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Video report: Fleeing Bhutan for a better life in Minnesota

WHY WE ARE HERE

Krishna Humagai and his wife, Nar mya, are happy to be in Minnesota. Their smiles are frequent and genuine, but their faces also reflect the hard times they've seen. 

Originally from the tiny Himalayan country of Bhutan, the Humagais and their four children, ranging in age from 18 to 24, arrived in Minnesota eight months ago after living in a refugee camp in Nepal for 17 years.

I met the Humagai family at Bhutan Day at the International Institute of Minnesota in St. Paul. It was a chance for nearly all of the approximately 120 members of "the newest community in Minnesota" to gather for informational workshops, food, music and cultural celebration.

Governments worldwide have use ethnic cleansing to marginalize or rid a country of racial or cultural "undesirables." In Bhutan, these people are the Lothsampas, an ethnic Nepali cultural group that had been living in southern Bhutan for more than 200 years.

In 1988, the Bhutanese government imposed a policy called "one nation under law," which prohibited minority groups from practicing their religion, culture and language.  In 1990, the Lothsampa people protested against the initiative and the government cracked down, arresting leaders and causing most others to flee. More than 100,000 Lothsampas, or about one-sixth of the population of that country, became refugees.  Most of them ended up in the camps in Nepal.


At the Bhutan Day event, Mangala Sharma, organizer and matriarch of the community, seemed to be everywhere at once.  At one moment she was greeting people in the lobby, then performing a mock job interview at an employment workshop, making sure the food table was set up correctly, speaking from the podium in the auditorium, giving interviews for the press, interpreting for families, and generally attempting to make personal contact with every one of the several hundred people in attendance.

Because she had been a political activist in the 1990s, and thus in danger, Sharma obtained political asylum the United States in 2000.  Later, her husband, a doctor, was able to join her.  They lived in Atlanta until he took a position at Hennepin County Medical Center in 2007.  They were the first Lothsampa refugees to come to the Twin Cities.  Since then, she has made it her mission to help as many Bhutanese refugees as possible get out of the camps and have a chance to make a better life in Minnesota.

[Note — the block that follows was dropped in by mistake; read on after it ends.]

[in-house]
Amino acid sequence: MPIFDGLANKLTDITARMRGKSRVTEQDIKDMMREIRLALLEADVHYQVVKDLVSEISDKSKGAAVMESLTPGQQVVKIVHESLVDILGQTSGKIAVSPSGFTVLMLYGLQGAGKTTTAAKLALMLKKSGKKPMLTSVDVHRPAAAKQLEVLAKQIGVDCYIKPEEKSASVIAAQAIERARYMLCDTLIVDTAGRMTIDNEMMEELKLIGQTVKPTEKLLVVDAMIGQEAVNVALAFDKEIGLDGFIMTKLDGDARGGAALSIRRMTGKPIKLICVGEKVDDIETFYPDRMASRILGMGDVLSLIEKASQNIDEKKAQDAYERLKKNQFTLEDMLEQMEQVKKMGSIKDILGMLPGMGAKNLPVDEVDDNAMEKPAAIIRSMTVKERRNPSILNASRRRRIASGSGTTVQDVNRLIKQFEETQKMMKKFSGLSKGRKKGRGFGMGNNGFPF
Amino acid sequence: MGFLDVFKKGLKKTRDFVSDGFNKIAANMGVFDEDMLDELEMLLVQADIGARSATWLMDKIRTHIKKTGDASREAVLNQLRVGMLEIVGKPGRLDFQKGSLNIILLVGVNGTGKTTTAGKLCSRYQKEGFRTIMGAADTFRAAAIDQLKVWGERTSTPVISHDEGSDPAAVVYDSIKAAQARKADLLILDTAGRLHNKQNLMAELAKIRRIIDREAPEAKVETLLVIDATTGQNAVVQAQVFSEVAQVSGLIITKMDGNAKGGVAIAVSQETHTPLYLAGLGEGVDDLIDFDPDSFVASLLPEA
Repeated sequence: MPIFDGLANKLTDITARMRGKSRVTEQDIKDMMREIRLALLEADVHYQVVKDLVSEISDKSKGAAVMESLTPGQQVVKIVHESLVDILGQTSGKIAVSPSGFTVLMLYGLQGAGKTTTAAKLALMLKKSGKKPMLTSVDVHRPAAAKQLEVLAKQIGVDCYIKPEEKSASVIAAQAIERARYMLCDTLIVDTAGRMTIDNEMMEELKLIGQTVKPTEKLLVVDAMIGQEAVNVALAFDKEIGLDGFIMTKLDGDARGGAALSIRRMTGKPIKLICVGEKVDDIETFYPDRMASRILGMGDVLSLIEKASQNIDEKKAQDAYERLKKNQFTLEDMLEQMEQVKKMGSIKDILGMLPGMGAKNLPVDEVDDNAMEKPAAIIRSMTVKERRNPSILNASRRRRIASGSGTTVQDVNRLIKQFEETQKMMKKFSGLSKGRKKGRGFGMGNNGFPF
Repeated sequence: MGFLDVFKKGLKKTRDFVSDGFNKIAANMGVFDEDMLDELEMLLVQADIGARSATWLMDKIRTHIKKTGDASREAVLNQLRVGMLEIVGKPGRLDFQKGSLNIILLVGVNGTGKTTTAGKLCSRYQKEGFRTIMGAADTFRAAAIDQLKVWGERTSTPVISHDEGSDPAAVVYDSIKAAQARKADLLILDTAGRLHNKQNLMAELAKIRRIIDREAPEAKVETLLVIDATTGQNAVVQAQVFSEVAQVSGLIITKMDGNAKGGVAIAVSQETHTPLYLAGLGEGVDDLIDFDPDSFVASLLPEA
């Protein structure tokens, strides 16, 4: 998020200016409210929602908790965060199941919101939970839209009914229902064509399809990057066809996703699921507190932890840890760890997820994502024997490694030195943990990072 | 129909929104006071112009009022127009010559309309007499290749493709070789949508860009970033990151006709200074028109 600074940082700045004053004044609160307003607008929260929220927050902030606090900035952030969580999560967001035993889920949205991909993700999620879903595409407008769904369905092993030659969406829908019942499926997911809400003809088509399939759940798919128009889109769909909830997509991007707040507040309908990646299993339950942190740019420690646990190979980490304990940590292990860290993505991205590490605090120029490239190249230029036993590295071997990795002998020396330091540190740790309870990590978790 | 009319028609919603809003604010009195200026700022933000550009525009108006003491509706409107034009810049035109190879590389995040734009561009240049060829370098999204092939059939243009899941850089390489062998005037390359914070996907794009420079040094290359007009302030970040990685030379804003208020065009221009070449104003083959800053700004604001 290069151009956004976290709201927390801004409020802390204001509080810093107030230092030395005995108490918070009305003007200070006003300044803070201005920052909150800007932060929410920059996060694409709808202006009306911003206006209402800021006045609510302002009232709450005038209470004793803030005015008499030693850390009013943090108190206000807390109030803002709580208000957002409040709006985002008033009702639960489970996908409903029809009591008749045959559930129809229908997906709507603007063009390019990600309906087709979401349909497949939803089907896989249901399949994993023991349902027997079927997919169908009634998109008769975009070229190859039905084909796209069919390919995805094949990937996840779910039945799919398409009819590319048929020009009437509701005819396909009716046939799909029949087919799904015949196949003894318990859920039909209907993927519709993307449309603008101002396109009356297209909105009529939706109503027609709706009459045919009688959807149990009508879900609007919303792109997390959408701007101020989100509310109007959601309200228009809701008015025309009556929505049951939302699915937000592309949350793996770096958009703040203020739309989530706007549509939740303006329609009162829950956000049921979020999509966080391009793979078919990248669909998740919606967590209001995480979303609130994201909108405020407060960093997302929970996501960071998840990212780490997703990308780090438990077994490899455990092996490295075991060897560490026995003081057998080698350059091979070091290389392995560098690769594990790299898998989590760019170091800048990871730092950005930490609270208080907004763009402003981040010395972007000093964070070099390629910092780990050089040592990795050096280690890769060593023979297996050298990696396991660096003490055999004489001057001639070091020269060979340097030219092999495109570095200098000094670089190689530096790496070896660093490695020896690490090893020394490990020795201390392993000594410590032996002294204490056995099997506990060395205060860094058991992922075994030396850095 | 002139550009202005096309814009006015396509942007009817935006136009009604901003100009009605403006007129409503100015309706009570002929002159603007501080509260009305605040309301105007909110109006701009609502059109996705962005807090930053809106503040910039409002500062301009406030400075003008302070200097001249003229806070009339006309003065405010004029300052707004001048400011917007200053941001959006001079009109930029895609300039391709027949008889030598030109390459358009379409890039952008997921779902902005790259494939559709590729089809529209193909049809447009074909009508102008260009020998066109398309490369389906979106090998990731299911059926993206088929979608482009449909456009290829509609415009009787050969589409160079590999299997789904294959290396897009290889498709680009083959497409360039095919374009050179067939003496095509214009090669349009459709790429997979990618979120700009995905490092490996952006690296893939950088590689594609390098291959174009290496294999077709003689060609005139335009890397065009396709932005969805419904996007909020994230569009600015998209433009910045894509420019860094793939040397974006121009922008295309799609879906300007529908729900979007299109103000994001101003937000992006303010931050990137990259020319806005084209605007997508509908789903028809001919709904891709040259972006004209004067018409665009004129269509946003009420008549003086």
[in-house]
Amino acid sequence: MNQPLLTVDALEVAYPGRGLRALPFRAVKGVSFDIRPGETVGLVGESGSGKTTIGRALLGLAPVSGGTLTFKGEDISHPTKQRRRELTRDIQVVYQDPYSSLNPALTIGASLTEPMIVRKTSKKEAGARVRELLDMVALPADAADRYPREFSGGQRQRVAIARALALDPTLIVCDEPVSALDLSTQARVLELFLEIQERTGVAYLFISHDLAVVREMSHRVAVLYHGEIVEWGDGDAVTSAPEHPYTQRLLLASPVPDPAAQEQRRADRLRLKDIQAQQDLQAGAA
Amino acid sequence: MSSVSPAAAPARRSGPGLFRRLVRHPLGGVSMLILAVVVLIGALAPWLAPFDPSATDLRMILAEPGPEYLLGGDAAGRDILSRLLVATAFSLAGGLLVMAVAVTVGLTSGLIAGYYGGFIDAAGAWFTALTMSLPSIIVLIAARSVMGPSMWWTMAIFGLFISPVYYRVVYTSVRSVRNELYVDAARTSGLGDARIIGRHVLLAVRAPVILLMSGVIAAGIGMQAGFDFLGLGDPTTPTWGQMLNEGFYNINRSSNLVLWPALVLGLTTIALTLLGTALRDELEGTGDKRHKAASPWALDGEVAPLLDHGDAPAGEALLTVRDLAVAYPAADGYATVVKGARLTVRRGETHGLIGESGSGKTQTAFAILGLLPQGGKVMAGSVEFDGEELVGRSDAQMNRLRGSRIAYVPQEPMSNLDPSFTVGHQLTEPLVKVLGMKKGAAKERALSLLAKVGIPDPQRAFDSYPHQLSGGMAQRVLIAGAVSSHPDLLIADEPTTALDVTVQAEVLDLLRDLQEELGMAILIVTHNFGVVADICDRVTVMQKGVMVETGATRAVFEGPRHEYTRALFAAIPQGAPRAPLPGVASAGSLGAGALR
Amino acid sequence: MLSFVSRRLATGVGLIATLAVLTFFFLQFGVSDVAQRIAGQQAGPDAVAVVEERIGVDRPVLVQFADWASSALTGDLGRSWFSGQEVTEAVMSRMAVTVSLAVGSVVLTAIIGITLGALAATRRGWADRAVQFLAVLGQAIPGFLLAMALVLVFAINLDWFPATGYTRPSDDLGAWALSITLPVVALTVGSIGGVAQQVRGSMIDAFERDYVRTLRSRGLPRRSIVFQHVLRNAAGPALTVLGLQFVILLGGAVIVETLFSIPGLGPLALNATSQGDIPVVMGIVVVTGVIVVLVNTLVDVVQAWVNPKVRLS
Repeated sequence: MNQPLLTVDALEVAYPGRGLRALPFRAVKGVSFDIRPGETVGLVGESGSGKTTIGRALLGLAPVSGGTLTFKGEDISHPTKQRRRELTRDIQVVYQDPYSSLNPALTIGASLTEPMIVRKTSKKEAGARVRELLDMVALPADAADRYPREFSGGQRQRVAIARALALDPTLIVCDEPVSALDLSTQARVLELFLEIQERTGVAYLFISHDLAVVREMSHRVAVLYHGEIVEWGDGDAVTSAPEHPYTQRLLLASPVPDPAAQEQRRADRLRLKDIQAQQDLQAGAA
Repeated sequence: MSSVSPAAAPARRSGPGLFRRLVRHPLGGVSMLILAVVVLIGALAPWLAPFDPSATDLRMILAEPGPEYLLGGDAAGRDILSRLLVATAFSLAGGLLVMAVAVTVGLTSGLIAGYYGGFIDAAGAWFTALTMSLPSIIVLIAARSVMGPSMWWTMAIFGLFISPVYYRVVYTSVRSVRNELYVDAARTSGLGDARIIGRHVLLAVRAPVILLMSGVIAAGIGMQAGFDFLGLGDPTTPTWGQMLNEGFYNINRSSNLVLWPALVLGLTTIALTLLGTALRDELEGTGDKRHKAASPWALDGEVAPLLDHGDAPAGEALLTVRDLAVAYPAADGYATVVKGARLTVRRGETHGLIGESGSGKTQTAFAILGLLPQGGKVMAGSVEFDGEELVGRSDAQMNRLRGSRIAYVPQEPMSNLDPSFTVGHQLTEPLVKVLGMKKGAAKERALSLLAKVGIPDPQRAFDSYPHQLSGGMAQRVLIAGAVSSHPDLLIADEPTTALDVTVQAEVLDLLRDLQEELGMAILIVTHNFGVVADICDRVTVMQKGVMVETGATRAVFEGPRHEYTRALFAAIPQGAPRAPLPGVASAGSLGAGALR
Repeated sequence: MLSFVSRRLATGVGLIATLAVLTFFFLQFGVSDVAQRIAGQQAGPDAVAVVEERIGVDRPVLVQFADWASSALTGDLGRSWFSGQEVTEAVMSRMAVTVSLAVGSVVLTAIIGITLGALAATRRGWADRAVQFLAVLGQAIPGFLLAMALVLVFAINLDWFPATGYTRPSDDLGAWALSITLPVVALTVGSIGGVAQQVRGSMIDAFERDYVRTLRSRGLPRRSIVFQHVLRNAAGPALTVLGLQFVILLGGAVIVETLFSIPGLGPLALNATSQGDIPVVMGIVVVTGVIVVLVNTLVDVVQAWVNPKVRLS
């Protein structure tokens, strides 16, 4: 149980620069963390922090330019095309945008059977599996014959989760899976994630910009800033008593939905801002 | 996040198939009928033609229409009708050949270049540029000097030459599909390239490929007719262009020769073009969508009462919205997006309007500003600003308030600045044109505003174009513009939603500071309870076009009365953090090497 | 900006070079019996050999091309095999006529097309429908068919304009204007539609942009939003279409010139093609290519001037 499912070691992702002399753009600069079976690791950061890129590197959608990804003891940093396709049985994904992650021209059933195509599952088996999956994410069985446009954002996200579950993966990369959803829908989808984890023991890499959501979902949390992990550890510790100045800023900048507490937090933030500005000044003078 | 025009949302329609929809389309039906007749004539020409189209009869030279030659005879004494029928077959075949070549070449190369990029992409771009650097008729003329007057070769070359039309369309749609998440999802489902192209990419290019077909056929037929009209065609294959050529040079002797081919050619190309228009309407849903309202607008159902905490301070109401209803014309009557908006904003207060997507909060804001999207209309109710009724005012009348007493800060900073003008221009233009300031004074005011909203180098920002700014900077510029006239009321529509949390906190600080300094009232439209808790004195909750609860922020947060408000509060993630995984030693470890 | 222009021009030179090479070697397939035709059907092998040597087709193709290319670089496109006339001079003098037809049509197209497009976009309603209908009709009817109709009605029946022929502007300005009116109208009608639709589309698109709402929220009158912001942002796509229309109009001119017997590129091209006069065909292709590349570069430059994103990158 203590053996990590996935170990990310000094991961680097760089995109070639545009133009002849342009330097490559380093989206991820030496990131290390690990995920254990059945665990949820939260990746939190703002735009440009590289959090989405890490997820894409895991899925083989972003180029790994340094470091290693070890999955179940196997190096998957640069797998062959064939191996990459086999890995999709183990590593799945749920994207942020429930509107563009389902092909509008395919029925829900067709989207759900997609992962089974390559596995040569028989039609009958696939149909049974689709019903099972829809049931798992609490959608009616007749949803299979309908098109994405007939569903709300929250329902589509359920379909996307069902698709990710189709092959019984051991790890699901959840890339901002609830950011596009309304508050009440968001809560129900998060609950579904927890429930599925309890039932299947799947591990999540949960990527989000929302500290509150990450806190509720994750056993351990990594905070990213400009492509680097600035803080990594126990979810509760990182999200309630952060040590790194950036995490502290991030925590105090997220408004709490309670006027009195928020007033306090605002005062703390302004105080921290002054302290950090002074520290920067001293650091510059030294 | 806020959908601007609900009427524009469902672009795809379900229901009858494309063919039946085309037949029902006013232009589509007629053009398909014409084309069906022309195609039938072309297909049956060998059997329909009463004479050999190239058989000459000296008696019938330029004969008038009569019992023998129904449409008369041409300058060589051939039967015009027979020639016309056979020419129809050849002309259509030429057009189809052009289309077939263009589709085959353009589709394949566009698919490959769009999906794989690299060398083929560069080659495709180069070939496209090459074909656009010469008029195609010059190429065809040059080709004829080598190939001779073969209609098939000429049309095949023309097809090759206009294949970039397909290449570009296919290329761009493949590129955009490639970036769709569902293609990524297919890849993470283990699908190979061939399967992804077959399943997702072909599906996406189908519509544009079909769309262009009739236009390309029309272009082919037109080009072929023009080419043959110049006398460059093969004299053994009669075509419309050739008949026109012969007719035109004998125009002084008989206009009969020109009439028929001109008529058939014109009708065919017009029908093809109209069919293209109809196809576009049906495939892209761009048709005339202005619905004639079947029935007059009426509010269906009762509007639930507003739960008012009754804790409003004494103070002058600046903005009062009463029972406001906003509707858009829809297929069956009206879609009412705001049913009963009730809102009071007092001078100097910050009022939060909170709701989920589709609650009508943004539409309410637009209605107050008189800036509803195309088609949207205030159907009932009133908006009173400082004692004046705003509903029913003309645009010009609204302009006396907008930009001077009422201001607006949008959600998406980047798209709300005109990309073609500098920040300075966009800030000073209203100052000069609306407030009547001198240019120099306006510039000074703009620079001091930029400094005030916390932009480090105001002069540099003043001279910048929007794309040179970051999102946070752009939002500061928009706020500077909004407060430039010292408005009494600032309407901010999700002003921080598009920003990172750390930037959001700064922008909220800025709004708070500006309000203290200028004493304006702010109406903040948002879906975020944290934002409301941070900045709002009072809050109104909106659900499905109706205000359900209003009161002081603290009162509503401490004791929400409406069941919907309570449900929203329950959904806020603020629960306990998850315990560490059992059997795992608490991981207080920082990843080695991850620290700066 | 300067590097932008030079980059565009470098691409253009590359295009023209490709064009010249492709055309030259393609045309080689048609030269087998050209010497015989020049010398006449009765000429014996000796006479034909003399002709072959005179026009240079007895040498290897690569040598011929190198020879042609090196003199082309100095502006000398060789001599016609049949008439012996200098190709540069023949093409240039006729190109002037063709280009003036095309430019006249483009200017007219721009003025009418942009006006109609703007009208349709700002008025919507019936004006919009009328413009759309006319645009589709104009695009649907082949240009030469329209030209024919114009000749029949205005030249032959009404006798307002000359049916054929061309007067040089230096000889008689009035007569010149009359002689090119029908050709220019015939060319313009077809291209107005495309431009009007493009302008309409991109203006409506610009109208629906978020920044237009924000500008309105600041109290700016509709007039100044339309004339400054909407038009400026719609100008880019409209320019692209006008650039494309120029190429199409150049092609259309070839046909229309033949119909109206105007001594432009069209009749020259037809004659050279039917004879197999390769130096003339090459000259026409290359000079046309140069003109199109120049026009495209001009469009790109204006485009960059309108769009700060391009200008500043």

Growing population
The Twin Cities' Bhutanese population has grown from a mere half-dozen people a year ago to about 120 today.  Sharma expects this number to continue to grow, perhaps doubling in the next year.

Sharma organized Bhutan Day to allow the Bhutanese to get to know each other.  "We're really not a community yet," she said.

She said they need to come together more often, so they can build relationships to support each other and learn out about resources that are available. They also need a place to do that, so Sharma and others have recently founded the Nirvana Center, "the first Bhutanese center in Minnesota," which will soon take on many of the practical as well as cultural functions of acclimating Bhutanese refugees to life in Minnesota.

Sharma wants others to know that these refugees are reliable, responsible and hardworking and will be good for Minnesota. They are all thankful for the help they have received from individuals and various agencies, she said. The children have only known life in the refugee camps, and are "really motivated to contribute to Minnesota society."

The Humagais are trying to learn more English by attending ESL classes through Adult Basic Education in Minneapolis. Krishna Humagai, 49, says that the No. 1 priority for him and his children is obtaining employment.

Nar mya, 47, says that while she misses her homeland, she is grateful to be in Minnesota and wants to spend the rest of her life in the United States to make a better life for her children.

"I hope they will do something good in America," she said.

This report is part of an ongoing MinnPost video series — called "Why We Are Here" — about immigrants who tell why they left home and came to Minnesota.

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